Everyone wants to make money from home, right? From the days of envelope stuffing to today’s online surveys, the popularity of “work from home” opportunities hasn’t decreased a bit. That’s why we’ve scoured InboxDollars reviews. The site is a popular one – it’s mentioned on many work from home sites. But is it a legitimate way to earn money? Let’s see what InboxDollars reviews say.
What is Inbox Dollars?
InboxDollars advertises itself as an easy way to earn cash by performing tasks online. Those tasks may include watching videos (read: ads), completing surveys, or even by shopping online.
The site further boasts incentives. For instance, you can get five bucks just for signing up. Even more if you bring a friend in on the survey-filling fun. We wanted to explore InboxDollars a bit more. Not because we don’t trust InboxDollars reviews, but because we want free money, too!
Signing up for InboxDollars is easy. Just enter your name and create a password. You’ll be sent an activation email… just click the link and you’re all set!
Clicking the link means you have a live account, and that you’ve given them permission to send you email. You’re still going to need to fill out your profile, so that surveys can be “customized” to meet your specific lifestyle.
Once you do that, you’ll return to your dashboard and see a list of available activities. The list will give an idea of what the activity is, and the dollar amount it’s worth. For instance, you’ll earn $.50 for filling out your profile survey.
From that point, you’ll just choose which tasks you’d like to complete, and your account is credit upon verification that you’ve actually done them. Most are automatically approved.
InboxDollars Reviews: Will You Make Money?
There was one review we came across in our research that aptly described the site:
InboxDollars should be renamed InboxPennies.
That sounds about right. Most of the surveys and tasks offer around $.50 for completion. And while anyone would be thrilled to find a couple quarters lying on the ground, the time it takes to fill out these surveys doesn’t make that fifty cents too appealing anymore.
If you’re quick, you can fill out a survey in about 10 minutes. If your fingers are fat like ours, or if you have a lousy internet connection, the time it takes dramatically increases to 20 minutes, even 30. Fifty cents for 20 minutes, in case maths aren’t your thing, equates to $1.50 per hour. You can literally earn more than that by selling your hair.
Now, there are some surveys that pay $5 or more. There’s a problem with those, though. You’ll begin the survey, and answer questions about your gender, age, marital status, income and the like. Then, after you’ve spent 10 minutes on the questions, you’ll be fed back a response that you don’t fit the profile of the respondent they’re looking for.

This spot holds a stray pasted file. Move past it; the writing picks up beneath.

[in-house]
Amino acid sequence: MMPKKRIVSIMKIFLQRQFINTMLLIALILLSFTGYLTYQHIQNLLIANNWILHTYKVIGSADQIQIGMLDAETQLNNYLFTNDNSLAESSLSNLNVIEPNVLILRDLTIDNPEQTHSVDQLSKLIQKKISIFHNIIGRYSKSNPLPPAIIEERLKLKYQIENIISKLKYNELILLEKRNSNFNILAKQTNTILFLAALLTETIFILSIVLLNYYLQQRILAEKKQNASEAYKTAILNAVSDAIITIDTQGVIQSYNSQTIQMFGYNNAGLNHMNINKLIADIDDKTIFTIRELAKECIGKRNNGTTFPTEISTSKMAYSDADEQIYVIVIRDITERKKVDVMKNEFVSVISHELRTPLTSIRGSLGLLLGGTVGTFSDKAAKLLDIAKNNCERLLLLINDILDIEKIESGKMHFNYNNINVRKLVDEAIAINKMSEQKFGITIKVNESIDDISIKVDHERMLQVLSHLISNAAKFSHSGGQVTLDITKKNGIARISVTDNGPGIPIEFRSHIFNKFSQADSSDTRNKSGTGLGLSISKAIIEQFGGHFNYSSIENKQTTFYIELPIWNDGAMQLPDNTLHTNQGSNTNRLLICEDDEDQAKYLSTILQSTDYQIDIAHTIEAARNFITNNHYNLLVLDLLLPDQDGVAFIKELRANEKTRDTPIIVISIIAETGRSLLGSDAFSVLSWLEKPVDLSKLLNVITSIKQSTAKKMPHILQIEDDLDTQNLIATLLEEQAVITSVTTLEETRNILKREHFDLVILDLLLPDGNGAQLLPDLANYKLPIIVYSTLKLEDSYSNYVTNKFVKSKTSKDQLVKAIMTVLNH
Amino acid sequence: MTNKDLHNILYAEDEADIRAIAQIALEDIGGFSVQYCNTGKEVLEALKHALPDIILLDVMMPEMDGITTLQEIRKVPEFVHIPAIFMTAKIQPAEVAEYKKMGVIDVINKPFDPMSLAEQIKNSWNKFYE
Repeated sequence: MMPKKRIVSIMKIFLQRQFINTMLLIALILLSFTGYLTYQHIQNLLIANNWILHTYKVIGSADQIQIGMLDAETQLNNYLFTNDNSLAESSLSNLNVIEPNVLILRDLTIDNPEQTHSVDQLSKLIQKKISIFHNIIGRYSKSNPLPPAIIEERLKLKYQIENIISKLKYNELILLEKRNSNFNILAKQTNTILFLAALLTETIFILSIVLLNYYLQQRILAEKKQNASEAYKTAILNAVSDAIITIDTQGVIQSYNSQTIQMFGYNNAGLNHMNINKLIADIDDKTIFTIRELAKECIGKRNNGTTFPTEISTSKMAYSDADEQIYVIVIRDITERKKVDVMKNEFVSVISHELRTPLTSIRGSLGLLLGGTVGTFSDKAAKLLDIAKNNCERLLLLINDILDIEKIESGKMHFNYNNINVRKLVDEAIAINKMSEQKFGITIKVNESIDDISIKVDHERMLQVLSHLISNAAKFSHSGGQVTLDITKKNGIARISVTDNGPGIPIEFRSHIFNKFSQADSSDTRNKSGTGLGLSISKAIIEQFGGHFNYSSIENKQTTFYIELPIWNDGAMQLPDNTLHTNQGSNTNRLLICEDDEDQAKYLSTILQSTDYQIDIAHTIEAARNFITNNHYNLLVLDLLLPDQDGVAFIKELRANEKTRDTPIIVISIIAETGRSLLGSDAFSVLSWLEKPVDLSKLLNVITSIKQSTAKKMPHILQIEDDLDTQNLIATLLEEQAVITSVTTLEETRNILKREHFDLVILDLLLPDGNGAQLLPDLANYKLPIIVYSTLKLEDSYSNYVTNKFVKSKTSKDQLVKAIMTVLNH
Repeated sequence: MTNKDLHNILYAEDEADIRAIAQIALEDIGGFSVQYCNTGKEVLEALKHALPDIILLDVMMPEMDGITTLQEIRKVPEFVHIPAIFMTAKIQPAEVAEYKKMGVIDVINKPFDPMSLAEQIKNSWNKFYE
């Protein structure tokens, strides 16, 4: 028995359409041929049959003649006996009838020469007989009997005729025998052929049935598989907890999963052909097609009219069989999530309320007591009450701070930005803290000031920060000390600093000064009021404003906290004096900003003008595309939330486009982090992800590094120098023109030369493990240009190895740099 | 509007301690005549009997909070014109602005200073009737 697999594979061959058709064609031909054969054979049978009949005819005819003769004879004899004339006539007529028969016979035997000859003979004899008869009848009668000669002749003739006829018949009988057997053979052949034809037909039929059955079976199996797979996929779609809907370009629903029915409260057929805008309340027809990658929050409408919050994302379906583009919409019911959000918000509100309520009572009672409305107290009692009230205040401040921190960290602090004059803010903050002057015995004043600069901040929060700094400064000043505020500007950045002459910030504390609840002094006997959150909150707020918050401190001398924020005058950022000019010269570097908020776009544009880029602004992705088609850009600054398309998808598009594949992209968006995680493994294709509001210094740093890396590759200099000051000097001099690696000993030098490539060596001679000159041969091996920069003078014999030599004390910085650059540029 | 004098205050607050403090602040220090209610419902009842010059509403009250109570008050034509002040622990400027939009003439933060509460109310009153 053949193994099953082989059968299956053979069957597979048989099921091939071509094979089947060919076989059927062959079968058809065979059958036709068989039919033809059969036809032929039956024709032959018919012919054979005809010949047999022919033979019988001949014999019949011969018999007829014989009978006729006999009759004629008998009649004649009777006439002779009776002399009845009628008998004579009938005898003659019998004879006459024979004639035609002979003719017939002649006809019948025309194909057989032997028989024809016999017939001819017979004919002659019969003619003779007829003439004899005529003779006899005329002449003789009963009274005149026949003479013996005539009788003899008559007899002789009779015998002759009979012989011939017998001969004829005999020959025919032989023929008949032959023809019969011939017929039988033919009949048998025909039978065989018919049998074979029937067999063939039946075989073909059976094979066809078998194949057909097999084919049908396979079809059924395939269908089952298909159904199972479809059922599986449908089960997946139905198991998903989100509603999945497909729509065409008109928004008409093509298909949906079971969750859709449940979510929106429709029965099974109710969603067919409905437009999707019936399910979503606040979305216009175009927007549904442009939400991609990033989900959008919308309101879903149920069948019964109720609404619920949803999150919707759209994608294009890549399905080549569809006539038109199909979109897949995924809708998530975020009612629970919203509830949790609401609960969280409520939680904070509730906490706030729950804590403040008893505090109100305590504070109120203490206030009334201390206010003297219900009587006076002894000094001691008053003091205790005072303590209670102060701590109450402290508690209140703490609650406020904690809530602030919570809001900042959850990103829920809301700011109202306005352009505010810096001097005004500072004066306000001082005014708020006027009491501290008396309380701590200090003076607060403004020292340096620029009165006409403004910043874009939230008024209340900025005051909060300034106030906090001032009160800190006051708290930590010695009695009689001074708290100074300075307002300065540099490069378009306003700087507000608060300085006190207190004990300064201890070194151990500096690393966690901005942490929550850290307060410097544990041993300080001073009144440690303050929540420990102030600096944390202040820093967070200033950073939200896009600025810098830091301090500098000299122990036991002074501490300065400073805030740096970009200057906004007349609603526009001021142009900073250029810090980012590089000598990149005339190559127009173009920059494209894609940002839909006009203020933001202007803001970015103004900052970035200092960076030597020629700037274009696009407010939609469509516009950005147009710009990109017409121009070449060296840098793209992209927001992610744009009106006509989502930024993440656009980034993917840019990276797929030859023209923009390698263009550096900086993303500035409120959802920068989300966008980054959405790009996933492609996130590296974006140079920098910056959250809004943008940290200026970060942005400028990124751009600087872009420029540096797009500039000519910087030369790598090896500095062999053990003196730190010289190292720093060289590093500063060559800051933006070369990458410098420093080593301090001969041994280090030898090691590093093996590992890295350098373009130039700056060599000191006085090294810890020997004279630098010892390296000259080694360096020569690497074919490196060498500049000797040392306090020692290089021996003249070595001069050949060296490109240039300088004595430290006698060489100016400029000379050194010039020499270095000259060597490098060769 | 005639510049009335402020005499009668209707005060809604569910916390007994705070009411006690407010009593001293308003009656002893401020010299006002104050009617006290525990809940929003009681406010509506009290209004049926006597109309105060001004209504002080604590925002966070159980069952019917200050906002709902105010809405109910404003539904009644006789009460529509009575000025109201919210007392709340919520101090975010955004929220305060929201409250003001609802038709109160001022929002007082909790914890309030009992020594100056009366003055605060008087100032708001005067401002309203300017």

You could have made more by answering a $.50 survey.
So can you make a few bucks using InboxDollars? Sure? Will it take you all day to do it? Absolutely. Most InboxDollars reviews reflected the same opinion: InboxDollars is not worth the time.
There’s another problem with InboxDollars. Upon first glance, it’s not really a problem, per se, but a minor inconvenience.
You must have an InboxDollars account balance of $30 in order to withdraw your money. Even at that point, there’s a $3 fee to withdraw cash. Let’s crunch the numbers:
Assume you don’t qualify for the higher paying surveys (and you probably won’t, unless you lie). That means you’re left completing the $.50 payout surveys on the site. That’s 60 surveys at, if we’re being generous, 10 minutes each in order to reach a $30 account balance. 600 minutes. 10 hours. $30.
Then, of course, you’ll need to subtract that pesky three dollar fee, which means you’re down to $27, or $2.70 per hour. For ten hours’ work, plus the time you’ve lost being disqualified from surveys.
However you break down the final calculation, it equates to just about nothing per hour. Is it worth it? Maybe if you’re a 16 year old who wants to save up to buy the latest Imagine Dragons album. If you’re an adult with bills, however, InboxDollars probably won’t work out too well for you.
There are, however, alternatives to InboxDollars. Let’s take a look at a few fun little sites that might allow you to make a bit of spare change.
Alternatives to InboxDollars
If InboxDollars appeals to you because you frequently shop online, try Ibotta. Ibotta is an app you install on your phone. Every time you shop through the app, you’ll “earn” back a percentage of what you paid for the item. For instance, if you buy a book on Amazon, anywhere between 2 and 6% of the purchase price of that book will appear in your Ibotta balance.
You can shop locally, too. Walmart, grocery stores and drug stores are included in the app, and the money adds up quickly. Cash out instantly to PayPal with no fee from Ibotta.
If it’s surveys you’re after, try Amazon’s mturk. This site frequently posts surveys and other mundane tasks that developers and others don’t want to perform themselves. For instance, you may be prompted to enter displayed captchas, and will earn $.04 for each one.
Tasks like these take just a few seconds to complete, and you can do it while you’re watching reruns of American Idol. You can cash out at any time, or apply your balance to your Amazon account.
If you just want to make money watching videos, we’ve got bad news. We’ve yet to come across a worthwhile site that offers cash for watching ads or videos. When we do, though, you’ll be the first to know!
Is InboxDollars worth the time you’ll spend on the site? InboxDollars reviews say no an based on the sheer volume of these negative InboxDollar reviews, we have to side with them. The truth is, there are much better options on the internet if you are looking to earn money, most of which are not scams (okay, maybe half).